How to Be an Anti-Racist by Ibram X Kendi
Families frequently ask me, “Is my child too young to talk about race?” The short answer is, “No.” In our Reggio-inspired philosophy, we believe that children are whole and capable of handling complex ideas, cognitive struggle and big feelings. In fact, our school’s core values of connection, inspiration, potential and equity call us to talk with our children about real history, current events, diversity, social justice, and our role in making our school and the world a better place. Whether we talk to children about race or not, children notice race, they are talk about it, and they absorb messages from what we don’t say, just as much as what we do say.
In the book How to Be an Anti-Racist, which we are reading for our staff and family book club, Ibram X Kendi writes, “The opposite of racist isn’t ‘not racist.’ It is ‘anti-racist.’ What’s the difference? One endorses either the idea of a racial hierarchy as a racist, or racial equality as an anti-racist. One either believes problems are rooted in groups of people, as a racist, or locates the roots of problems in power and policies, as an anti-racist. One either allows racial inequities to persevere, as a racist, or confronts racial inequities, as an anti-racist. There is no in-between safe space of ‘not racist.” Given this, let’s allow February to push our anti-racist thinking and actions, so that eventually “black history” will simply be “history” and everyone’s experiences are recognized and shared every single month of the year.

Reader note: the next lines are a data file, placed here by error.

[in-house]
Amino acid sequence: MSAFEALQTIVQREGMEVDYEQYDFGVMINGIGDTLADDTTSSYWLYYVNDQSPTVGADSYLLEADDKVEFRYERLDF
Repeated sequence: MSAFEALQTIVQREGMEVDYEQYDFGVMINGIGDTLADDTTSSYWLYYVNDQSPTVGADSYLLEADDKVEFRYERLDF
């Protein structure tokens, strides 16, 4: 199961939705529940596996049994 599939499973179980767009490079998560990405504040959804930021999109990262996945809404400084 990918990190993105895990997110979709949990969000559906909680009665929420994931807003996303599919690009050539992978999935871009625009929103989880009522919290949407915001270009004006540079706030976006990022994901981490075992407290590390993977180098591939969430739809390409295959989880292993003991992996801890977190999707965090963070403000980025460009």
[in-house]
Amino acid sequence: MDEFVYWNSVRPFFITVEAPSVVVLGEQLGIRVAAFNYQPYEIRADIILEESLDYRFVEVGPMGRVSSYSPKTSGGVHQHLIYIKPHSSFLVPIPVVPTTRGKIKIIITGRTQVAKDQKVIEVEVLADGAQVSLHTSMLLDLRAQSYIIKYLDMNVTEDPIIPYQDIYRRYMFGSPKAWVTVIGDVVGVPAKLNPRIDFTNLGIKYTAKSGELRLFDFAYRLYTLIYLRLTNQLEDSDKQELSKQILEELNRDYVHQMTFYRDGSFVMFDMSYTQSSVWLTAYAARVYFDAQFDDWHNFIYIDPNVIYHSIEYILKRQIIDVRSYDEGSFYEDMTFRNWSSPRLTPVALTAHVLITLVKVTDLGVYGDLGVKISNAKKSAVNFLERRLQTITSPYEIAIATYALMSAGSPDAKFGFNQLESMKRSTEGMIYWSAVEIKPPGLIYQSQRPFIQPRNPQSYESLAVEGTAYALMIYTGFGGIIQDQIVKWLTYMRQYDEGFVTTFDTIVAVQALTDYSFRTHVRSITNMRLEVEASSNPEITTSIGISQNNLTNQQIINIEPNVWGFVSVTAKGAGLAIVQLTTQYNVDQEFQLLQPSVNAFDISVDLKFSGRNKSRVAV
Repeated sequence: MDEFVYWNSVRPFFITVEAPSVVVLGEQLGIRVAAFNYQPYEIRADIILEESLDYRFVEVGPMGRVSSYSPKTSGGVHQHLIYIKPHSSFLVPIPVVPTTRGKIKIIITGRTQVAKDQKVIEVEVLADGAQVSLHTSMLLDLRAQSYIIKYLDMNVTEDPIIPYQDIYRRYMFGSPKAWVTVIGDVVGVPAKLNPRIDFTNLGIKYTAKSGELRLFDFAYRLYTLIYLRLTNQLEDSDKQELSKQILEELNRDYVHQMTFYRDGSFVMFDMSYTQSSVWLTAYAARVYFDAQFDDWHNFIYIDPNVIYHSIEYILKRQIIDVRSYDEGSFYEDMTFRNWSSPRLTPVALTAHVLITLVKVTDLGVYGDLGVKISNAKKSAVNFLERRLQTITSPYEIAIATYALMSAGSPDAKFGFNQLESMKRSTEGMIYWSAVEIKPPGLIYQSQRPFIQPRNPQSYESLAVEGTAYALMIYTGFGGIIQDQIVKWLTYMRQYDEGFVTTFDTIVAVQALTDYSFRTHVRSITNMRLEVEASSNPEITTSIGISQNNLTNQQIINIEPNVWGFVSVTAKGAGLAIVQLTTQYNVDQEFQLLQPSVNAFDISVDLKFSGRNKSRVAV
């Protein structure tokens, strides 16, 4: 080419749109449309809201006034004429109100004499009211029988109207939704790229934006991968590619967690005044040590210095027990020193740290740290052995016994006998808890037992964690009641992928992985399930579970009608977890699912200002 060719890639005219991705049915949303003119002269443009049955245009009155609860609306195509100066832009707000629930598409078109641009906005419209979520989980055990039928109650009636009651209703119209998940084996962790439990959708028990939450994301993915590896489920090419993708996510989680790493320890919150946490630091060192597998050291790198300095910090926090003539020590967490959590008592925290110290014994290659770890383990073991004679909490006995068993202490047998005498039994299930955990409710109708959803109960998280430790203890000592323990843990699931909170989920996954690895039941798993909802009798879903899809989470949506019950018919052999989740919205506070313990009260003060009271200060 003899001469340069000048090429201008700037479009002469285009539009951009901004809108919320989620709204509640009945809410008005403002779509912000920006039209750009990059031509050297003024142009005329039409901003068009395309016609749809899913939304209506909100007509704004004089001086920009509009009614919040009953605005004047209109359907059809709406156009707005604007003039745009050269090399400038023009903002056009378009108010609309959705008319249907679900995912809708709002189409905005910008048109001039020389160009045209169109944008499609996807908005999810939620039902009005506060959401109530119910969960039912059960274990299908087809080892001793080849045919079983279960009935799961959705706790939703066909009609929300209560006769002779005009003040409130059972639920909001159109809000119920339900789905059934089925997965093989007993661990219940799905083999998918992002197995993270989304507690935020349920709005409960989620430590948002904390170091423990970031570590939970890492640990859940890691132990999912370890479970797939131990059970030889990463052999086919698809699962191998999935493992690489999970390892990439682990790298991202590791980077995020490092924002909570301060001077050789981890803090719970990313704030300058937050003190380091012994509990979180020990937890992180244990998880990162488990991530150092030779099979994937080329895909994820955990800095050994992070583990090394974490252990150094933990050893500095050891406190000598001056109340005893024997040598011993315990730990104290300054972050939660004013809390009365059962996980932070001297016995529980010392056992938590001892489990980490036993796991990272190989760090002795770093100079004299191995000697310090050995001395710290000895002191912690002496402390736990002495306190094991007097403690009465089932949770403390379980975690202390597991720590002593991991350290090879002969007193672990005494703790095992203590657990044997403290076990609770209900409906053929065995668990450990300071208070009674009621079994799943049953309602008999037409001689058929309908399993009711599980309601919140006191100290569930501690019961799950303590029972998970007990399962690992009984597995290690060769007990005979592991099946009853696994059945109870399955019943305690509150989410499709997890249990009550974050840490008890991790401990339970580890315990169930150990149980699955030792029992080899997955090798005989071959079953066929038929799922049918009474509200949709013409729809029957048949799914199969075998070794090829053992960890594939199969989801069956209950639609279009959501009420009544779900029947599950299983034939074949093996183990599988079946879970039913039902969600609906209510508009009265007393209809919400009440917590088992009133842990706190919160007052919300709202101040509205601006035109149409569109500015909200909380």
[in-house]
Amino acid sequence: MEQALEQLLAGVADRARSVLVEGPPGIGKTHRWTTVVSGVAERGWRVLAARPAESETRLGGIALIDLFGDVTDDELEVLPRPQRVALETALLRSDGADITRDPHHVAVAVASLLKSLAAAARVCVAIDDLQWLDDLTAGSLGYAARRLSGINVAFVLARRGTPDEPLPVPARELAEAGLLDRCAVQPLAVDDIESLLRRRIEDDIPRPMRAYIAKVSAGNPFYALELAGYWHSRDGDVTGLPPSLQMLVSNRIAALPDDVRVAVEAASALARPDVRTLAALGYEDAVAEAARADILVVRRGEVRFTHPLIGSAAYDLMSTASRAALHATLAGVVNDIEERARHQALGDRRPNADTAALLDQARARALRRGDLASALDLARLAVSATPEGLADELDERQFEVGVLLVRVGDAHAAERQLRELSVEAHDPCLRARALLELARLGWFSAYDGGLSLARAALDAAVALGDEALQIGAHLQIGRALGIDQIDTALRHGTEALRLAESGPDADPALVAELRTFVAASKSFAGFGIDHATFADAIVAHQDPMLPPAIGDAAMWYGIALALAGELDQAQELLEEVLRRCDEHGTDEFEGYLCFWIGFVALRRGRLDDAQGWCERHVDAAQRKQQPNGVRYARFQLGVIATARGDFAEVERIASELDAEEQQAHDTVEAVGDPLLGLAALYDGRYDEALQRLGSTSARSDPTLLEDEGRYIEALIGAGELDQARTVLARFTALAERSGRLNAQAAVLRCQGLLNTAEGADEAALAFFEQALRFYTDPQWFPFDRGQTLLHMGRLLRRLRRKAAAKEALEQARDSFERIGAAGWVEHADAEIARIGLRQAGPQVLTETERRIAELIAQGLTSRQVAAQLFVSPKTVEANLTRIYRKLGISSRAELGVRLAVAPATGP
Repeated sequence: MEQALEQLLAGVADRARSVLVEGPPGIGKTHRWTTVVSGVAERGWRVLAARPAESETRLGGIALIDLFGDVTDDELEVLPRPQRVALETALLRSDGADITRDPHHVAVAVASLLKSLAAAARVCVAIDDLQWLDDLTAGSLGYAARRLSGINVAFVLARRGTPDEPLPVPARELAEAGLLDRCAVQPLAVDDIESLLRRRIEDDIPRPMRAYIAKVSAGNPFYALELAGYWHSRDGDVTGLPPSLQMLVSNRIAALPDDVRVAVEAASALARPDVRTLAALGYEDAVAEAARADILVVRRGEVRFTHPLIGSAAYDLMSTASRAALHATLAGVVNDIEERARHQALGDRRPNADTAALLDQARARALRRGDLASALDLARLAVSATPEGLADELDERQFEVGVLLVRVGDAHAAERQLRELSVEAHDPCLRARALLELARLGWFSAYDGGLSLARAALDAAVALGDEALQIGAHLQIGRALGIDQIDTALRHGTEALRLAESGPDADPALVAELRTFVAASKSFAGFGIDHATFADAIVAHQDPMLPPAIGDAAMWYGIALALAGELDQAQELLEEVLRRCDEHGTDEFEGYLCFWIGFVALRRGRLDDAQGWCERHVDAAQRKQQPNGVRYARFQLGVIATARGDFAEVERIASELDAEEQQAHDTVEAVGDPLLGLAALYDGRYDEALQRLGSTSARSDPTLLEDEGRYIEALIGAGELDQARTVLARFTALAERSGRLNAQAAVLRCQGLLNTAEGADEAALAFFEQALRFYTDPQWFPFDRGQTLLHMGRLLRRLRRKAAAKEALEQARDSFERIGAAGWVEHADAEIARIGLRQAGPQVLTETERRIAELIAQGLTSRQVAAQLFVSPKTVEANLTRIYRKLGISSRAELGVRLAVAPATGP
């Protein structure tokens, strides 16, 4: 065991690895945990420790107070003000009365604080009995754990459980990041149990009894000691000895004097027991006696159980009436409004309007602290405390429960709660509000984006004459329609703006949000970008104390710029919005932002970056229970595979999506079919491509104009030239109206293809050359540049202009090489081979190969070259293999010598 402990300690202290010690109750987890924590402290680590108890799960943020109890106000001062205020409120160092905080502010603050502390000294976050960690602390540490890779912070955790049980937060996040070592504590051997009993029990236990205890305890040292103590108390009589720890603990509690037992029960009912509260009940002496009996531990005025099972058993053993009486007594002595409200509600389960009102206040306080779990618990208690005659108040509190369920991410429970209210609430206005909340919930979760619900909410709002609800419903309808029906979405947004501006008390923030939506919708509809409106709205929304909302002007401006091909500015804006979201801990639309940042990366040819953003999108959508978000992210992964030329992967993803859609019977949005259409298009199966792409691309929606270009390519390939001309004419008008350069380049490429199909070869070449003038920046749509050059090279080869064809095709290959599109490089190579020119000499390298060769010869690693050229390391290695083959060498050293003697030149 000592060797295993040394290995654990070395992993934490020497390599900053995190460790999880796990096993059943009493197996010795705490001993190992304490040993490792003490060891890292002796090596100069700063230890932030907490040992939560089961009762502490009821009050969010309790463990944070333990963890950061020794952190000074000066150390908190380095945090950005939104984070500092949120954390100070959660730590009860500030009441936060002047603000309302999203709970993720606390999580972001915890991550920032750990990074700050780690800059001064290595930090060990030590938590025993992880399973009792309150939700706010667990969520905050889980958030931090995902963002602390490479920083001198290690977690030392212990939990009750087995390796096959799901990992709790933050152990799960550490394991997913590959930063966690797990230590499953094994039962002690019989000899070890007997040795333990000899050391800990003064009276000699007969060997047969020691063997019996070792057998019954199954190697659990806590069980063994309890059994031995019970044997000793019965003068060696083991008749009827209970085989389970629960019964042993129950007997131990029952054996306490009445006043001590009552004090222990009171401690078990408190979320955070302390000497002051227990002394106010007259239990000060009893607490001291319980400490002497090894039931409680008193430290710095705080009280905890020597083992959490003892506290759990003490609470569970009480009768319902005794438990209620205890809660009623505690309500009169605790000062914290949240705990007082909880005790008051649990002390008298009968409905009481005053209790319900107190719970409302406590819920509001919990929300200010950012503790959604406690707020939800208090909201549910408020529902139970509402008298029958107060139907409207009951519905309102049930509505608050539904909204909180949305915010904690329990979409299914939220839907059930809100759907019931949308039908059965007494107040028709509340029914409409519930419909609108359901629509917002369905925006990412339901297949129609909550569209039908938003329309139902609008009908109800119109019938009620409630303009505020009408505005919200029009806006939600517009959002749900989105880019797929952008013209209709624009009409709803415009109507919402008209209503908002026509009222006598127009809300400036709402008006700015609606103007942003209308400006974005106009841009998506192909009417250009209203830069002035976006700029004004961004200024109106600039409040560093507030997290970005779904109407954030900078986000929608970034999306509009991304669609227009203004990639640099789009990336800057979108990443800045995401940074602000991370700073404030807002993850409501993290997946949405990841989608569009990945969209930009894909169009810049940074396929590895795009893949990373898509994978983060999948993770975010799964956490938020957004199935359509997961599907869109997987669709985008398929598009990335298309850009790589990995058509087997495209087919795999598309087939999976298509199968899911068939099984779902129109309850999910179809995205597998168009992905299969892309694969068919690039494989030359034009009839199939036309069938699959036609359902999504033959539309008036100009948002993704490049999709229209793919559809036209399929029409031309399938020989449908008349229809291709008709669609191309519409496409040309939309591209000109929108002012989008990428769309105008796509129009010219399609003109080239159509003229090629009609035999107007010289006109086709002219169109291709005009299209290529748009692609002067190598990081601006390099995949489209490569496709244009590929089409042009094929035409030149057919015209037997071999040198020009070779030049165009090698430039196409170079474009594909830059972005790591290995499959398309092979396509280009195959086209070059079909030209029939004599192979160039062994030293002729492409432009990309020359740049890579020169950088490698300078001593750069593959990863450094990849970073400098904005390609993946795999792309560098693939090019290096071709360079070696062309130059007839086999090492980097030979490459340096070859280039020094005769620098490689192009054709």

For the last 2 and a half years, the staff at GRCDC have worked hard to build a strong foundation of consistent academic and culture/behavior systems, processes and programming. This foundation represents “Tier 1” of our school. As a school, we think about 3 Tiers in all we do. Tier 1 is what everyone experiences across all grade levels and defines the life of the school. Tier 2 is for students (10-15%) who might need something a little extra, either in academics or class culture/behavior and typically these extra supports are designed and delivered by the classroom teachers and paraprofessionals. Tier 3 support, both academic and behavioral, is for a small percentage of students (3-5%) and is designed and delivered by specialists in partnership with teachers- academic interventionists, Mr. Trevor, Ms. Heyne, Ms. Cooper and sometimes our special education teachers and staff.